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Genome Med. 2017 Sep 6;9(1):81. doi: 10.1186/s13073-017-0471-8.

Whole genome sequencing of ESBL-producing Escherichia coli isolated from patients, farm waste and canals in Thailand.

Author information

1
Department of Microbiology and Immunology, Faculty of Tropical Medicine, Mahidol University, 420/6 Rajvithi Road, Bangkok, 10400, Thailand.
2
Department of Medicine, University of Cambridge, Box 157 Addenbrooke's Hospital, Hills Road, Cambridge, CB2 0QQ, UK.
3
The Wellcome Trust Sanger Institute, Wellcome Genome Campus, Hinxton, Cambridge, CB10 1SA, UK.
4
Division of Clinical Microbiology, Medical Technology Department, Bhuddhasothon Hospital, Chachoengsao, 24000, Thailand.
5
London School of Hygiene and Tropical Medicine, London, WC1E 7HT, UK.
6
Department of Microbiology and Immunology, Faculty of Tropical Medicine, Mahidol University, 420/6 Rajvithi Road, Bangkok, 10400, Thailand. narisara@tropmedres.ac.

Abstract

BACKGROUND:

Tackling multidrug-resistant Escherichia coli requires evidence from One Health studies that capture numerous potential reservoirs in circumscribed geographic areas.

METHODS:

We conducted a survey of extended β-lactamase (ESBL)-producing E. coli isolated from patients, canals and livestock wastewater in eastern Thailand between 2014 and 2015, and analyzed isolates using whole genome sequencing.

RESULTS:

The bacterial collection of 149 isolates consisted of 84 isolates from a single hospital and 65 from the hospital sewer, canals and farm wastewater within a 20 km radius. E. coli ST131 predominated the clinical collection (28.6%), but was uncommon in the environment. Genome-based comparison of E. coli from infected patients and their immediate environment indicated low genetic similarity overall between the two, although three clinical-environmental isolate pairs differed by ≤ 5 single nucleotide polymorphisms. Thai E. coli isolates were dispersed throughout a phylogenetic tree containing a global E. coli collection. All Thai ESBL-positive E. coli isolates were multidrug resistant, including high rates of resistance to tobramycin (77.2%), gentamicin (77.2%), ciprofloxacin (67.8%) and trimethoprim (68.5%). ESBL was encoded by six different CTX-M elements and SHV-12. Three isolates from clinical samples (n = 2) or a hospital sewer (n = 1) were resistant to the carbapenem drugs (encoded by NDM-1, NDM-5 or GES-5), and three isolates (clinical (n = 1) and canal water (n = 2)) were resistant to colistin (encoded by mcr-1); no isolates were resistant to both carbapenems and colistin.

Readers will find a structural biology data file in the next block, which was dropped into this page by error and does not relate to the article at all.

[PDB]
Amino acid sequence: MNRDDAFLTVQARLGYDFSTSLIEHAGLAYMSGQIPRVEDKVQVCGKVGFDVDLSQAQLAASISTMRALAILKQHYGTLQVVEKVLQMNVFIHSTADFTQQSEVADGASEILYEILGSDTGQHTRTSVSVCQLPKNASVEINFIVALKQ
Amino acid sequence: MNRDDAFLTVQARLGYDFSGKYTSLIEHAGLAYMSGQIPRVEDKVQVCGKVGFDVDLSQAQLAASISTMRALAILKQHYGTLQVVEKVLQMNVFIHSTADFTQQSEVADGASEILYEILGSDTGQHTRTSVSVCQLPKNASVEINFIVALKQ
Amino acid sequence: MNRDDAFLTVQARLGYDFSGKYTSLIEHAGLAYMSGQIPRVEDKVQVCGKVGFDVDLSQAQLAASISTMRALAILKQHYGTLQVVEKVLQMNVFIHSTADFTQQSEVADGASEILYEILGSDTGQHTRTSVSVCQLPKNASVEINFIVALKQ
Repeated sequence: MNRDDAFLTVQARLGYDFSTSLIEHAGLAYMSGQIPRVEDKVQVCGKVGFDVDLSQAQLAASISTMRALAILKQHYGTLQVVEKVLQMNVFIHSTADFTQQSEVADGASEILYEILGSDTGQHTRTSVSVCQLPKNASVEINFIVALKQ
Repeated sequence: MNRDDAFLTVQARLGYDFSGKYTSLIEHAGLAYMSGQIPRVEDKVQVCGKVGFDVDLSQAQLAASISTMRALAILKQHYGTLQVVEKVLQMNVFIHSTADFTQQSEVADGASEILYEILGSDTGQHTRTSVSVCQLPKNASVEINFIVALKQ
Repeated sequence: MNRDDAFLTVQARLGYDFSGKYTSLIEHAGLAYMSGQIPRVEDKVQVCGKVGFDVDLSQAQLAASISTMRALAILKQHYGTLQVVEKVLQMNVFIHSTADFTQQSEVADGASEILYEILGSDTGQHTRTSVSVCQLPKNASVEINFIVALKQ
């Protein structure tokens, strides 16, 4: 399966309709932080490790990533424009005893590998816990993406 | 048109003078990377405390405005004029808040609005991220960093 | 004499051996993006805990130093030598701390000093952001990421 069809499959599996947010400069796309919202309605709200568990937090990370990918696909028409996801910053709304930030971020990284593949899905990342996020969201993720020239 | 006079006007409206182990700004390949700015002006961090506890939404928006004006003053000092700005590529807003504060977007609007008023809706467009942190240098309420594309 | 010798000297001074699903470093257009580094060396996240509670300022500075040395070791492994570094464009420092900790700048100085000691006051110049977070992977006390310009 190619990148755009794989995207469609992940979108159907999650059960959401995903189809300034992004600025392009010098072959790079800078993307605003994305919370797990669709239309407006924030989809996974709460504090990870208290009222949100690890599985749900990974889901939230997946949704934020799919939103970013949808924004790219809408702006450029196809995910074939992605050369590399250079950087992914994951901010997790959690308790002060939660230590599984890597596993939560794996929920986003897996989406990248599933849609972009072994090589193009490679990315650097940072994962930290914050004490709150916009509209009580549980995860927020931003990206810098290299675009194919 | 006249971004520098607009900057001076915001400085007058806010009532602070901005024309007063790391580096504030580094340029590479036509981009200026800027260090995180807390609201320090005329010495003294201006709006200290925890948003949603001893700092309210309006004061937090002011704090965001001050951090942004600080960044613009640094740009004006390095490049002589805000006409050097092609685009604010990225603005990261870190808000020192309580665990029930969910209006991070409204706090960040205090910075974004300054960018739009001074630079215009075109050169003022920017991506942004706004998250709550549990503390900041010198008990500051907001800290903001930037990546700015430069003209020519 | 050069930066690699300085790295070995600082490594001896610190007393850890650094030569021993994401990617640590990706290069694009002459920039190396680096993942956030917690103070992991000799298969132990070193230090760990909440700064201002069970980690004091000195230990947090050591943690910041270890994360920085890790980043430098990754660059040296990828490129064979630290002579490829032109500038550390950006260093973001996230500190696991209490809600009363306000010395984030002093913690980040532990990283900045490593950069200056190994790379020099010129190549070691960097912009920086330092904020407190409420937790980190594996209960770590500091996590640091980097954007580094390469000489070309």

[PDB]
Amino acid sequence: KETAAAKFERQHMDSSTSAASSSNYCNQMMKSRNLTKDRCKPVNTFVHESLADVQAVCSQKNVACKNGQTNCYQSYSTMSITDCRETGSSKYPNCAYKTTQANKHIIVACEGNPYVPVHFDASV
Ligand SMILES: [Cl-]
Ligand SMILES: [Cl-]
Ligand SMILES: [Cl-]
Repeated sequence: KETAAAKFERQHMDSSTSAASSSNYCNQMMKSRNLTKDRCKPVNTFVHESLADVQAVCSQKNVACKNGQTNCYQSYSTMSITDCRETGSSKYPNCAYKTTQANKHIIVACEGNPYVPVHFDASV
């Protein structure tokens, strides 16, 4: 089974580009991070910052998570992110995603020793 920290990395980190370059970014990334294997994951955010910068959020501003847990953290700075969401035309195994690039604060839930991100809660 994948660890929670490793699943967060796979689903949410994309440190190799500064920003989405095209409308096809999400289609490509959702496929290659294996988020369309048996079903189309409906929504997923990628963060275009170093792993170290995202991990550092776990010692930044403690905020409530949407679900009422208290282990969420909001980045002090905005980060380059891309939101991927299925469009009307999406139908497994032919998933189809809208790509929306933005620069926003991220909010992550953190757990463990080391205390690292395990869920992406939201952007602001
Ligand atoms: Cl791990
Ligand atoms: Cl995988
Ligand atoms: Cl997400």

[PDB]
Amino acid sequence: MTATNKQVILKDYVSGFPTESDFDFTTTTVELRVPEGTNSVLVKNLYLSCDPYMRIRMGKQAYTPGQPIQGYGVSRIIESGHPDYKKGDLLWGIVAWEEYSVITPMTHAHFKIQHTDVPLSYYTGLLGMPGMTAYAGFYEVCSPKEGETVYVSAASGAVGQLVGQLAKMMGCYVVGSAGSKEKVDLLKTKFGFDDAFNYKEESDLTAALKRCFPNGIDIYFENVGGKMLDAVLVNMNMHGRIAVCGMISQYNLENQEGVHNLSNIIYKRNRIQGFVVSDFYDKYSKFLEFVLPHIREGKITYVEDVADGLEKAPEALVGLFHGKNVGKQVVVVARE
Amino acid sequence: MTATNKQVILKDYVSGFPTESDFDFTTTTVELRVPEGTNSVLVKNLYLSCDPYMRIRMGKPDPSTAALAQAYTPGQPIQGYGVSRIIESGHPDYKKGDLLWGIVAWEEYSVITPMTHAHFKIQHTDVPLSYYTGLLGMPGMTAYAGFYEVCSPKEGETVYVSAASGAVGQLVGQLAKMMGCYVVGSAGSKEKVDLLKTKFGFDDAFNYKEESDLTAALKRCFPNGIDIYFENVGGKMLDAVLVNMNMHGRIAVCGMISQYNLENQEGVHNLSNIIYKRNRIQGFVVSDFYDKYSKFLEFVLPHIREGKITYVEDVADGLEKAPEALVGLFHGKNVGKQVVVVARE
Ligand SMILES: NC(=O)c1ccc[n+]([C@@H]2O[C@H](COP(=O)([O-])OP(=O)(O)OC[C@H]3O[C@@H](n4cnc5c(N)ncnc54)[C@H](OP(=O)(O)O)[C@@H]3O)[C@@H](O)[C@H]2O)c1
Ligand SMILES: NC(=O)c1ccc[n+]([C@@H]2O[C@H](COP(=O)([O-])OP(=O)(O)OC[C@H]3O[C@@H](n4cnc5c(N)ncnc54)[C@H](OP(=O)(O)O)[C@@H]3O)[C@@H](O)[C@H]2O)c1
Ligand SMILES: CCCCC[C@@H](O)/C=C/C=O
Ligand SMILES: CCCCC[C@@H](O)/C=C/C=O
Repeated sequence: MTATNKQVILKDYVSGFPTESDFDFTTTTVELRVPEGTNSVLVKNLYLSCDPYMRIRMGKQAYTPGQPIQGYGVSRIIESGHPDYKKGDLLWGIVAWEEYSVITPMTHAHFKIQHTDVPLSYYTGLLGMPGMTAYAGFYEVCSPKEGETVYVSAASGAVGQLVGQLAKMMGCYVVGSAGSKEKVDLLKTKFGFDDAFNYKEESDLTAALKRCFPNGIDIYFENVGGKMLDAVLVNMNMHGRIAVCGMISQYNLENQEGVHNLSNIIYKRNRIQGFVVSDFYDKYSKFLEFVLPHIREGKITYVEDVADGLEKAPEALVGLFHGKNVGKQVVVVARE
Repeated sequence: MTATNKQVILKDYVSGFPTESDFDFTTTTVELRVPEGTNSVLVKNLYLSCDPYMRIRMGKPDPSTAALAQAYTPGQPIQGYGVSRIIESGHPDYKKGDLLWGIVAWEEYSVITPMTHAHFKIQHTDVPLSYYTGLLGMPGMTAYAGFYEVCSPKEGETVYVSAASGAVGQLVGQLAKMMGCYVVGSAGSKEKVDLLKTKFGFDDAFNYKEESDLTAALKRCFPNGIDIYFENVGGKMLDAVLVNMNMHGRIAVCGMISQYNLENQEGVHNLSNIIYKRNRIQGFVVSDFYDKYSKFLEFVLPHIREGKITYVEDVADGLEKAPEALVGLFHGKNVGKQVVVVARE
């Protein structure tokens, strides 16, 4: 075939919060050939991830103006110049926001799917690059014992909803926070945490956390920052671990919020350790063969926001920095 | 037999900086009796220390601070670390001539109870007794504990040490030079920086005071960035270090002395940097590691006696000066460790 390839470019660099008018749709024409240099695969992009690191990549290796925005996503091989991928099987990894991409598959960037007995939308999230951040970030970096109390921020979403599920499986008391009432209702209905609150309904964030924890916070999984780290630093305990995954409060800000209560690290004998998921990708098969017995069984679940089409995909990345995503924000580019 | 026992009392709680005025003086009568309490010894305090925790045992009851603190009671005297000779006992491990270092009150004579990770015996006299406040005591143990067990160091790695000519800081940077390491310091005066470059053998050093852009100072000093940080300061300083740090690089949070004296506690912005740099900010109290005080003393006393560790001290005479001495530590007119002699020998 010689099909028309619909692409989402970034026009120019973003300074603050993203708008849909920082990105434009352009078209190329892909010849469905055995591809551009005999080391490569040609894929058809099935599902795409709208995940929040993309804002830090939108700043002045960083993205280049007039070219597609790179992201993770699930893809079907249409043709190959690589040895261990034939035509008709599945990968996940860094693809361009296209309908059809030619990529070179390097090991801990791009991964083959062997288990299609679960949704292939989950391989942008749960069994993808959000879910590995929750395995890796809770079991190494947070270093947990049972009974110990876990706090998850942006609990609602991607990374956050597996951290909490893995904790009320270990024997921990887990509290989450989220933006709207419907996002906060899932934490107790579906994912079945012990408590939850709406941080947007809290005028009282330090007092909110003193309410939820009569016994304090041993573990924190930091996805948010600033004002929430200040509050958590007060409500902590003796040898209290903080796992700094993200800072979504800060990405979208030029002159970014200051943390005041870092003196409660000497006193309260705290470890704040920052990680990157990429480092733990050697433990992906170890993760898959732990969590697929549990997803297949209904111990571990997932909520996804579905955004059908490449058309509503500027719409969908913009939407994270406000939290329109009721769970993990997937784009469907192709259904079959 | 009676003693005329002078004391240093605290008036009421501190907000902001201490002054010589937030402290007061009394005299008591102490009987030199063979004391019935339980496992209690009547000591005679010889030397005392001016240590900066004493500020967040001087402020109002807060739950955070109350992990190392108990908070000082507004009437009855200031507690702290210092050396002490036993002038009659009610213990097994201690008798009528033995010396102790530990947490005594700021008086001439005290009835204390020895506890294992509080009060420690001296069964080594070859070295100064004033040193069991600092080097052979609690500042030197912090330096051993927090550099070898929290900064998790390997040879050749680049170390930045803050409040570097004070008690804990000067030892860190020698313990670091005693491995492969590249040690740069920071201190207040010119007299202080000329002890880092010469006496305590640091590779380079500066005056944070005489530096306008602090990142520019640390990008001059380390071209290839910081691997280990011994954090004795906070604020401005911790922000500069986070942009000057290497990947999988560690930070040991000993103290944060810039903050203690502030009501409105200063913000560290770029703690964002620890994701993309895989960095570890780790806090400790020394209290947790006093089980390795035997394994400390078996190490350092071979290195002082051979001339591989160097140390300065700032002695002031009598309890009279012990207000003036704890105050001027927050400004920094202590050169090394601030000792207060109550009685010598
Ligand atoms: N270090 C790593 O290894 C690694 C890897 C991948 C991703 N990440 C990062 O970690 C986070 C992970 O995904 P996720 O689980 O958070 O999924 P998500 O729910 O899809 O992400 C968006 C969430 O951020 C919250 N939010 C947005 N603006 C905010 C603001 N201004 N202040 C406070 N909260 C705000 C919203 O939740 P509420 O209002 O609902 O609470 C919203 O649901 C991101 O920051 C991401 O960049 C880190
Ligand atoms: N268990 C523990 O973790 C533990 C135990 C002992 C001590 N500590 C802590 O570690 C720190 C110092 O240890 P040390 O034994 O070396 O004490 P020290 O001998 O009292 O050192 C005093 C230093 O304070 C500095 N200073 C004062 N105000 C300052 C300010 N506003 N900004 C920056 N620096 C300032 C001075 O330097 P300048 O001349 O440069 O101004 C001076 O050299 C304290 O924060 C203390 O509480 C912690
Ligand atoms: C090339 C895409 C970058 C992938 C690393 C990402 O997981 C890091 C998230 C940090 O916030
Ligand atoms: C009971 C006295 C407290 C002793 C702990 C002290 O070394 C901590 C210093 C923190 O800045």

CONCLUSIONS:

Tackling ESBL-producing E. coli in this setting will be challenging based on widespread distribution, but the low prevalence of resistance to carbapenems and colistin suggests that efforts are now required to prevent these from becoming ubiquitous.

KEYWORDS:

ESBL; Escherichia coli; Genome; Phylogeny; Sequence

PMID:
28877757
PMCID:
PMC5588602
DOI:
10.1186/s13073-017-0471-8
[Indexed for MEDLINE]
Free PMC Article

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